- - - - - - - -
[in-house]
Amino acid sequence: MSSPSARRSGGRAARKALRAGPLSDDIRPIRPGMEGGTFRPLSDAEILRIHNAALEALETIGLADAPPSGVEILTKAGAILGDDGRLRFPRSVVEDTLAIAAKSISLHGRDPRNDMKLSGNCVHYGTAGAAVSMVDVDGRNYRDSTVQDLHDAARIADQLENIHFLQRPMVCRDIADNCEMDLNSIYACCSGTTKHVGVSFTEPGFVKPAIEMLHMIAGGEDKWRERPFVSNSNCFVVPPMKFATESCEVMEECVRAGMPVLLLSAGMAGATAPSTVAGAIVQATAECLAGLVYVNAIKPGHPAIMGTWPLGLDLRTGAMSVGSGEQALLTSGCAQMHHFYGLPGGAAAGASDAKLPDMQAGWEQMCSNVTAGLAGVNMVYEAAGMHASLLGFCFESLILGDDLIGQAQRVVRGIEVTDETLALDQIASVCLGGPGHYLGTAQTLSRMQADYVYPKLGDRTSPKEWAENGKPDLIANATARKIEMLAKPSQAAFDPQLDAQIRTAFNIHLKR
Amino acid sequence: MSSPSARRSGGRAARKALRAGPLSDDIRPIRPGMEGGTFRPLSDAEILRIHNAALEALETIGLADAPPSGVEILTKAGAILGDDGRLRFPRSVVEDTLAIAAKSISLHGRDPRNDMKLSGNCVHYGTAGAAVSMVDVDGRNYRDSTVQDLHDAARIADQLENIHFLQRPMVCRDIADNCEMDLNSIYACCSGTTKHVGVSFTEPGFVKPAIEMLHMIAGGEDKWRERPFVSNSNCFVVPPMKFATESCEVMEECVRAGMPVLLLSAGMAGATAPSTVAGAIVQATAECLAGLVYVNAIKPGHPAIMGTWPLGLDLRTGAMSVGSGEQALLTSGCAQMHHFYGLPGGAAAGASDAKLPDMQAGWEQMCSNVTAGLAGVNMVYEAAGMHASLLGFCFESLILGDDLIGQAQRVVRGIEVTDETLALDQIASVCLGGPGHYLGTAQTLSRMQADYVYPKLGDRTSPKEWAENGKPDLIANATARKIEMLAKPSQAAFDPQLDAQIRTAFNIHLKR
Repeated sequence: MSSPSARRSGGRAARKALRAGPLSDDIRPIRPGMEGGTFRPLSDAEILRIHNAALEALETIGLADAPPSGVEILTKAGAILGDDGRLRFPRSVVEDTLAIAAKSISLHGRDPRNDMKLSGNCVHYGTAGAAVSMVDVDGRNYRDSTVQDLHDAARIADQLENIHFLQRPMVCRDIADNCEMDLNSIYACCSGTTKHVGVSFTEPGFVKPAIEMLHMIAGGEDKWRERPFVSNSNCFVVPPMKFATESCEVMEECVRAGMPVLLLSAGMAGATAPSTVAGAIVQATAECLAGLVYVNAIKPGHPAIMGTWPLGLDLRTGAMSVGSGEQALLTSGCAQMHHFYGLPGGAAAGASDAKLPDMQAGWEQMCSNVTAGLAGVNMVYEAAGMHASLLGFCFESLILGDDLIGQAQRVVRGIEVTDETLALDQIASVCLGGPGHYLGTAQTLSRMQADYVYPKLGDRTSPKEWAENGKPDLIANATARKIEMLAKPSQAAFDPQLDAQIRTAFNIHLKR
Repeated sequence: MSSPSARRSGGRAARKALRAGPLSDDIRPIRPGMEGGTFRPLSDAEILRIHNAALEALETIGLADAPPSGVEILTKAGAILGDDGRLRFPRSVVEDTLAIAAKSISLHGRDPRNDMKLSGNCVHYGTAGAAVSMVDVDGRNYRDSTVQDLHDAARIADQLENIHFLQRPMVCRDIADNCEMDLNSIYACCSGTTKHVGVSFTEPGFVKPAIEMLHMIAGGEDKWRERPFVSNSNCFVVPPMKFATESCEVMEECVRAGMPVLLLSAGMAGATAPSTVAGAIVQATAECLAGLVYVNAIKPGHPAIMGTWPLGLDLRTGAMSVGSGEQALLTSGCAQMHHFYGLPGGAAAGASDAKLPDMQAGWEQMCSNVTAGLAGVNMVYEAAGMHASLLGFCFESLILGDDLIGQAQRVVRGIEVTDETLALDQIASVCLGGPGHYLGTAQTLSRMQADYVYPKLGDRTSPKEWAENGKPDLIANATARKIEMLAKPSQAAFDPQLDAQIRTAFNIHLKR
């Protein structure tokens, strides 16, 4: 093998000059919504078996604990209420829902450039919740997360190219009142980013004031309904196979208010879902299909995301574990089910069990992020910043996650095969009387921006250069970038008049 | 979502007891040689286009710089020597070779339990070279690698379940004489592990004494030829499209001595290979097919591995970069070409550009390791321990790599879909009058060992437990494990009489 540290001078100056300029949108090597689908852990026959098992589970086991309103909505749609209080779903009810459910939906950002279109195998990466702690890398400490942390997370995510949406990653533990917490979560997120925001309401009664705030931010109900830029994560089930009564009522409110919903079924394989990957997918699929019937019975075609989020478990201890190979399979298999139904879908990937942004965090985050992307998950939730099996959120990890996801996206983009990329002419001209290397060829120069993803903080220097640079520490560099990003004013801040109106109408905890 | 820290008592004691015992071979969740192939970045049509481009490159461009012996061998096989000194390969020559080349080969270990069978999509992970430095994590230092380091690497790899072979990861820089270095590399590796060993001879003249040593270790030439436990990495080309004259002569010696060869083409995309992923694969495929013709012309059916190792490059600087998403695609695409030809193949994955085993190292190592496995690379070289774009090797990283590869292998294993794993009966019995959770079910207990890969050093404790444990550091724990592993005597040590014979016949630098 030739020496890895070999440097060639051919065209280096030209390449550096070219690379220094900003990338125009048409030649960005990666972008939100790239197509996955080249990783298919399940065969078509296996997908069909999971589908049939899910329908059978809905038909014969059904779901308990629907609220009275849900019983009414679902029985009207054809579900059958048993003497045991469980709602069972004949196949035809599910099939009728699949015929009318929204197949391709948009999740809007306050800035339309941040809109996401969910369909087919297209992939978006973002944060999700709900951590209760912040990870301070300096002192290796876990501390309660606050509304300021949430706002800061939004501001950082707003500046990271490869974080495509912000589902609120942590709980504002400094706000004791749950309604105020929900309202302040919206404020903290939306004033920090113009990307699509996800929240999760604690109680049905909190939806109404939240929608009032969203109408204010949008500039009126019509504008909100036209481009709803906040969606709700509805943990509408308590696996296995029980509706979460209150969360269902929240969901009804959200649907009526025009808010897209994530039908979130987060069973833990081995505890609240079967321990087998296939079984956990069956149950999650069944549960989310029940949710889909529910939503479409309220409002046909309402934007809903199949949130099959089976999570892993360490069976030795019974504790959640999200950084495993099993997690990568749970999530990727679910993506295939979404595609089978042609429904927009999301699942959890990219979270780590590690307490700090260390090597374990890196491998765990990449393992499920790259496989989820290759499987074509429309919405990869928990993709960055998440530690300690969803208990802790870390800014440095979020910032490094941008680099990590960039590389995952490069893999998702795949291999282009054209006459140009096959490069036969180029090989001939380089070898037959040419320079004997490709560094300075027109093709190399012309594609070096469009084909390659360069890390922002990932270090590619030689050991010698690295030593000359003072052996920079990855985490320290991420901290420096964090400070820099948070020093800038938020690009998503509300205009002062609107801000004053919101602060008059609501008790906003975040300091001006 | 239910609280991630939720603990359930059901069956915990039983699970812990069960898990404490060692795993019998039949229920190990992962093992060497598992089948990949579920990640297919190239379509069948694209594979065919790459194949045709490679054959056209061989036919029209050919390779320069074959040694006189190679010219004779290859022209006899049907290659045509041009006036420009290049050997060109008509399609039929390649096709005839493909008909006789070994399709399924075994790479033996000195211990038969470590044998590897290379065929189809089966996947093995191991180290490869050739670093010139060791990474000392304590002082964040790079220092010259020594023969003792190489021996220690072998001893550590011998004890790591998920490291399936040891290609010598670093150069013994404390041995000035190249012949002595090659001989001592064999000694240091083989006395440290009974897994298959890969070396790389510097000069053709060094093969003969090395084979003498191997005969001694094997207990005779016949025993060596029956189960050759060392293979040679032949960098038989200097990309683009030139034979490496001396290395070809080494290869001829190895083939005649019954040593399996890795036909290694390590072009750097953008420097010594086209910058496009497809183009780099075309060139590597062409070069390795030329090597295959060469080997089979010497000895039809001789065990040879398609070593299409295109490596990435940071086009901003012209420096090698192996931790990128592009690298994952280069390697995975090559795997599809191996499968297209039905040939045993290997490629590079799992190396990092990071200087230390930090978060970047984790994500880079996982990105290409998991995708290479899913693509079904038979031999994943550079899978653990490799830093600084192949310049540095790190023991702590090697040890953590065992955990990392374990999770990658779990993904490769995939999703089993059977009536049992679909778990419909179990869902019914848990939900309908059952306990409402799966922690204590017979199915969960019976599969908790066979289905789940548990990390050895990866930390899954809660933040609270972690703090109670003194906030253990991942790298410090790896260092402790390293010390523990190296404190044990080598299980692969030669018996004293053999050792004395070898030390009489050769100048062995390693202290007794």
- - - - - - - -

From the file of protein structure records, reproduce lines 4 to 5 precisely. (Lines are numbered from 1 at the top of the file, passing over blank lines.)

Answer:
Repeated sequence: MSSPSARRSGGRAARKALRAGPLSDDIRPIRPGMEGGTFRPLSDAEILRIHNAALEALETIGLADAPPSGVEILTKAGAILGDDGRLRFPRSVVEDTLAIAAKSISLHGRDPRNDMKLSGNCVHYGTAGAAVSMVDVDGRNYRDSTVQDLHDAARIADQLENIHFLQRPMVCRDIADNCEMDLNSIYACCSGTTKHVGVSFTEPGFVKPAIEMLHMIAGGEDKWRERPFVSNSNCFVVPPMKFATESCEVMEECVRAGMPVLLLSAGMAGATAPSTVAGAIVQATAECLAGLVYVNAIKPGHPAIMGTWPLGLDLRTGAMSVGSGEQALLTSGCAQMHHFYGLPGGAAAGASDAKLPDMQAGWEQMCSNVTAGLAGVNMVYEAAGMHASLLGFCFESLILGDDLIGQAQRVVRGIEVTDETLALDQIASVCLGGPGHYLGTAQTLSRMQADYVYPKLGDRTSPKEWAENGKPDLIANATARKIEMLAKPSQAAFDPQLDAQIRTAFNIHLKR
Repeated sequence: MSSPSARRSGGRAARKALRAGPLSDDIRPIRPGMEGGTFRPLSDAEILRIHNAALEALETIGLADAPPSGVEILTKAGAILGDDGRLRFPRSVVEDTLAIAAKSISLHGRDPRNDMKLSGNCVHYGTAGAAVSMVDVDGRNYRDSTVQDLHDAARIADQLENIHFLQRPMVCRDIADNCEMDLNSIYACCSGTTKHVGVSFTEPGFVKPAIEMLHMIAGGEDKWRERPFVSNSNCFVVPPMKFATESCEVMEECVRAGMPVLLLSAGMAGATAPSTVAGAIVQATAECLAGLVYVNAIKPGHPAIMGTWPLGLDLRTGAMSVGSGEQALLTSGCAQMHHFYGLPGGAAAGASDAKLPDMQAGWEQMCSNVTAGLAGVNMVYEAAGMHASLLGFCFESLILGDDLIGQAQRVVRGIEVTDETLALDQIASVCLGGPGHYLGTAQTLSRMQADYVYPKLGDRTSPKEWAENGKPDLIANATARKIEMLAKPSQAAFDPQLDAQIRTAFNIHLKR